While the email subject line is vital to your email being opened, don’t neglect the email itself. The body of your email should take no more than a minute or two to read. You don’t want to write a novel and overwhelm your reader—particularly if you’re sending a marketing email. Make the email personable, easy-to-read, and fast. Your reader will appreciate it and you’ll get the results you’re looking for.

Related: Email Marketing for Small Business Owners

Maintain Your Brand and Voice

Whether you’re writing for yourself or on behalf of a company, you have to establish a marketing voice. This voice should engage your recipient in a language that recognizes their level of engagement with your brand or with you. If you just met someone and are trying to get to them better, your email voice should reflect your desire to engage with that person. Remember that you’re marketing yourself and your business to your target customers.

Likewise, if you are trying to gently encourage readers to buy your product, you should set a tone that reflects your mission, whether that tone is “friendly neighbor” or a more serious “from businessperson to fellow businessperson.” Your brand and voice is especially important if you are regularly emailing the same recipients, like with a regular email newsletter.

Related: 100+ Best Email Subject Lines

Good Email Practices: Don’t Spam

Nobody appreciates being contacted under false pretenses. Don’t be deceptive with your recipients. Your emails should be to-the-point, truthful, and relevant to their interests. Never try to “bait” readers with incorrect or false information. As an individual, you’ll get docked serious points, but as a business, you won’t just be met with ire; you risk being sued.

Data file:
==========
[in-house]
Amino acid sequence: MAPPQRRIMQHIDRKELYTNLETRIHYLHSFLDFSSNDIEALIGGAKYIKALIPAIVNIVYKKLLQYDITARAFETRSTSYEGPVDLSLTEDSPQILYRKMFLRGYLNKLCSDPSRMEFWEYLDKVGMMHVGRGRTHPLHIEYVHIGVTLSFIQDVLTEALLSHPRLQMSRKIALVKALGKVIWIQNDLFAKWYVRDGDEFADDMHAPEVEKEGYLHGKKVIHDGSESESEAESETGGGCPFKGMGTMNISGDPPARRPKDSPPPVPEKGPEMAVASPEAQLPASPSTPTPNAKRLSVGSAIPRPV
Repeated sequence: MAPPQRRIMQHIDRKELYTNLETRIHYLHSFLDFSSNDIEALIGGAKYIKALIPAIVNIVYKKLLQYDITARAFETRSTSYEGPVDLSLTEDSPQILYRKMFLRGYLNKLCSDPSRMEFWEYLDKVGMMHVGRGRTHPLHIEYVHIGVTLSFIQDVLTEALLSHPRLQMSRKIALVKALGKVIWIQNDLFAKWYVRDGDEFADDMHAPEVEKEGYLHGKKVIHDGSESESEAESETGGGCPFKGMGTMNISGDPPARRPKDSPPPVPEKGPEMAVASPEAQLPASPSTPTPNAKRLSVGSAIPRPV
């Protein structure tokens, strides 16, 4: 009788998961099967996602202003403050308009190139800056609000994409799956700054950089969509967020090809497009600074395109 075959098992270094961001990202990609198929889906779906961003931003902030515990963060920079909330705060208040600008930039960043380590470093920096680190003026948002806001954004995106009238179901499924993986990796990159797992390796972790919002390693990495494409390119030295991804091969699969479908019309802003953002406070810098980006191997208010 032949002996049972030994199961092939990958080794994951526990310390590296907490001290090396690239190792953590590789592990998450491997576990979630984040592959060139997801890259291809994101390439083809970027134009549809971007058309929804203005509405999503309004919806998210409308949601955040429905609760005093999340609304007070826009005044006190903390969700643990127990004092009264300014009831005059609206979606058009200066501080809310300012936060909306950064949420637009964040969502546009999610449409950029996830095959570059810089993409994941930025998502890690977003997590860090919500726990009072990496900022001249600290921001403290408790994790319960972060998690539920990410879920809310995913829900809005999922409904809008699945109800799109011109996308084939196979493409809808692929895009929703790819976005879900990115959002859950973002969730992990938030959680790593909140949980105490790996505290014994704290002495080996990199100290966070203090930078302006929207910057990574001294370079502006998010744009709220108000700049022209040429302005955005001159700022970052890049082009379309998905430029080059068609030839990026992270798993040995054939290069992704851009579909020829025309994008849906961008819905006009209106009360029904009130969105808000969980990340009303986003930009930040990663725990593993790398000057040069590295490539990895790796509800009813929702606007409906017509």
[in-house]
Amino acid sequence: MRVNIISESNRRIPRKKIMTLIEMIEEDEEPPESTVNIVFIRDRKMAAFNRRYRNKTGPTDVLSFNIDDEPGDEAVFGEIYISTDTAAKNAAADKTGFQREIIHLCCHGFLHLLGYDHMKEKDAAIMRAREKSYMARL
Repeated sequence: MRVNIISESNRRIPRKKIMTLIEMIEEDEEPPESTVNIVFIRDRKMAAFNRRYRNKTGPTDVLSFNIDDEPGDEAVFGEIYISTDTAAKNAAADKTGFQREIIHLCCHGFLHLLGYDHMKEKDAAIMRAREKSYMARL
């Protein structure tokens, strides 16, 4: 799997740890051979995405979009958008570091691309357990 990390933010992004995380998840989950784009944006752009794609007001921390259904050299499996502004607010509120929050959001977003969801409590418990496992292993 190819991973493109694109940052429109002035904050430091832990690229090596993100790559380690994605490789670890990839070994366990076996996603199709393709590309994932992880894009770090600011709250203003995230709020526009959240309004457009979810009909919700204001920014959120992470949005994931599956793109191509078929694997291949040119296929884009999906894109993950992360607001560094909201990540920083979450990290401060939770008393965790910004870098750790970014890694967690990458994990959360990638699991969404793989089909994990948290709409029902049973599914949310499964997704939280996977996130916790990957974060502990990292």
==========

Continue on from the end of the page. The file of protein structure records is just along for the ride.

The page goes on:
Before you begin any email marketing campaign, it’s mandatory that you familiarize yourself with the CAN-SPAM Act of 2003, which bans the use of shady and deceptive tactics for bulk emailing.

Some important things to keep in mind for good email practices:

  • Never use false or deceptive headers. This incudes names, reply-to address and subject lines.
  • Always provide an unsubscribe link. This link must work for at least 30 days after the email was sent.
  • Include your physical mailing address.
  • Add a professional email signature at the end of your email.

Compliance with email marketing laws is a must for all small business owners so make sure you know what you can and cannot do, such as providing misleading information.

The digital landscape of the 21st century changes every day. It’s important that your email marketing campaigns are innovative, and flexible with the times. Looking for the latest email marketing tips, tricks, and techniques? Check our weekly blog posts for indispensable advice on how to get the most out of your email marketing campaigns!